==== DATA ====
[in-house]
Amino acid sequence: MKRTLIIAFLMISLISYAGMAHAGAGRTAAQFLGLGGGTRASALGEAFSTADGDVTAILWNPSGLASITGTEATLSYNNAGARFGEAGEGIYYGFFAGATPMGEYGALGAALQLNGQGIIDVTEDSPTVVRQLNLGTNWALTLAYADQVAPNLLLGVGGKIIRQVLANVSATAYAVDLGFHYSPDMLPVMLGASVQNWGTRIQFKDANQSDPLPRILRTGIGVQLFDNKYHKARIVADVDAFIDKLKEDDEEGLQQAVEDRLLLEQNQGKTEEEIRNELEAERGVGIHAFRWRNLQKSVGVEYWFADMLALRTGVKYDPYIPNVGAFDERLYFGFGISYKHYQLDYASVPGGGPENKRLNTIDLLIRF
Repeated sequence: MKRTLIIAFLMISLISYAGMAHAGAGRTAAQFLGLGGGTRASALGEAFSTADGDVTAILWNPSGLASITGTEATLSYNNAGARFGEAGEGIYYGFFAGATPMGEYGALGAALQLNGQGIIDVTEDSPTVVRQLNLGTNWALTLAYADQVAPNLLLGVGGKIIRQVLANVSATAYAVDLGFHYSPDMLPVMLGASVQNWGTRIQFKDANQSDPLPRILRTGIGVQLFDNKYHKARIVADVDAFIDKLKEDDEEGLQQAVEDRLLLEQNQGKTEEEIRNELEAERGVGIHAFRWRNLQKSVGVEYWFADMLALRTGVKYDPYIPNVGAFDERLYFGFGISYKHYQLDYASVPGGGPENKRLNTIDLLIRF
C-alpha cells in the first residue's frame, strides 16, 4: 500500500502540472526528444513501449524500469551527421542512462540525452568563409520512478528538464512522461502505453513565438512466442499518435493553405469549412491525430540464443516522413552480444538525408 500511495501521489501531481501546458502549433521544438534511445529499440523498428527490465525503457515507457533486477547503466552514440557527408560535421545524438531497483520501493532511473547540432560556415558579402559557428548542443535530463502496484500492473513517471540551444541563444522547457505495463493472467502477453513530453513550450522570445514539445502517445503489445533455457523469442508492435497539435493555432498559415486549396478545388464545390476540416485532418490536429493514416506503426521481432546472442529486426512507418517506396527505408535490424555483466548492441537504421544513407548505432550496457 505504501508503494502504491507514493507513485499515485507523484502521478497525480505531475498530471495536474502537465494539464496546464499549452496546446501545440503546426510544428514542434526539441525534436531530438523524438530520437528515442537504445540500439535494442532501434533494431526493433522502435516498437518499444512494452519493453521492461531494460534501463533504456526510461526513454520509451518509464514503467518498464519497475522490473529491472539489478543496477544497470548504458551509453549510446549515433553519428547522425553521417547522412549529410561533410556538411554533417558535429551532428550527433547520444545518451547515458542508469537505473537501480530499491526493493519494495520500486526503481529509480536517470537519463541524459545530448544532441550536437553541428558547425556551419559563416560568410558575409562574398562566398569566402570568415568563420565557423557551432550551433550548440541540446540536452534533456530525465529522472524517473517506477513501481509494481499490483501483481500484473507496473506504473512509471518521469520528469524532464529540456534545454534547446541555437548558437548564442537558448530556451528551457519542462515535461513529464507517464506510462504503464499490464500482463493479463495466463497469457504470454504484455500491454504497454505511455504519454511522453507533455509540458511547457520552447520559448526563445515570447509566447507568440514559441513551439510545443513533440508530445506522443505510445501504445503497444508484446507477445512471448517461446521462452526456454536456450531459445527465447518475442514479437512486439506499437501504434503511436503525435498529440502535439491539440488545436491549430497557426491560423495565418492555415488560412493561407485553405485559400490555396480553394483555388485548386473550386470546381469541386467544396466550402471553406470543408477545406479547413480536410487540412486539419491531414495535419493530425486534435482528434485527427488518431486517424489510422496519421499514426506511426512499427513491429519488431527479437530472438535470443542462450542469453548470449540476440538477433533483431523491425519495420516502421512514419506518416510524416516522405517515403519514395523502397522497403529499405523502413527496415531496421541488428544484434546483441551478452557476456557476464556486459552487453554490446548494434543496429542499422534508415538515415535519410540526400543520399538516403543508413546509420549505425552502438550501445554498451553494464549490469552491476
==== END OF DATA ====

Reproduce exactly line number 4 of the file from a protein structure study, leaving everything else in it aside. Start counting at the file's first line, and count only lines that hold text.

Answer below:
C-alpha cells in the first residue's frame, strides 16, 4: 500500500502540472526528444513501449524500469551527421542512462540525452568563409520512478528538464512522461502505453513565438512466442499518435493553405469549412491525430540464443516522413552480444538525408 500511495501521489501531481501546458502549433521544438534511445529499440523498428527490465525503457515507457533486477547503466552514440557527408560535421545524438531497483520501493532511473547540432560556415558579402559557428548542443535530463502496484500492473513517471540551444541563444522547457505495463493472467502477453513530453513550450522570445514539445502517445503489445533455457523469442508492435497539435493555432498559415486549396478545388464545390476540416485532418490536429493514416506503426521481432546472442529486426512507418517506396527505408535490424555483466548492441537504421544513407548505432550496457 505504501508503494502504491507514493507513485499515485507523484502521478497525480505531475498530471495536474502537465494539464496546464499549452496546446501545440503546426510544428514542434526539441525534436531530438523524438530520437528515442537504445540500439535494442532501434533494431526493433522502435516498437518499444512494452519493453521492461531494460534501463533504456526510461526513454520509451518509464514503467518498464519497475522490473529491472539489478543496477544497470548504458551509453549510446549515433553519428547522425553521417547522412549529410561533410556538411554533417558535429551532428550527433547520444545518451547515458542508469537505473537501480530499491526493493519494495520500486526503481529509480536517470537519463541524459545530448544532441550536437553541428558547425556551419559563416560568410558575409562574398562566398569566402570568415568563420565557423557551432550551433550548440541540446540536452534533456530525465529522472524517473517506477513501481509494481499490483501483481500484473507496473506504473512509471518521469520528469524532464529540456534545454534547446541555437548558437548564442537558448530556451528551457519542462515535461513529464507517464506510462504503464499490464500482463493479463495466463497469457504470454504484455500491454504497454505511455504519454511522453507533455509540458511547457520552447520559448526563445515570447509566447507568440514559441513551439510545443513533440508530445506522443505510445501504445503497444508484446507477445512471448517461446521462452526456454536456450531459445527465447518475442514479437512486439506499437501504434503511436503525435498529440502535439491539440488545436491549430497557426491560423495565418492555415488560412493561407485553405485559400490555396480553394483555388485548386473550386470546381469541386467544396466550402471553406470543408477545406479547413480536410487540412486539419491531414495535419493530425486534435482528434485527427488518431486517424489510422496519421499514426506511426512499427513491429519488431527479437530472438535470443542462450542469453548470449540476440538477433533483431523491425519495420516502421512514419506518416510524416516522405517515403519514395523502397522497403529499405523502413527496415531496421541488428544484434546483441551478452557476456557476464556486459552487453554490446548494434543496429542499422534508415538515415535519410540526400543520399538516403543508413546509420549505425552502438550501445554498451553494464549490469552491476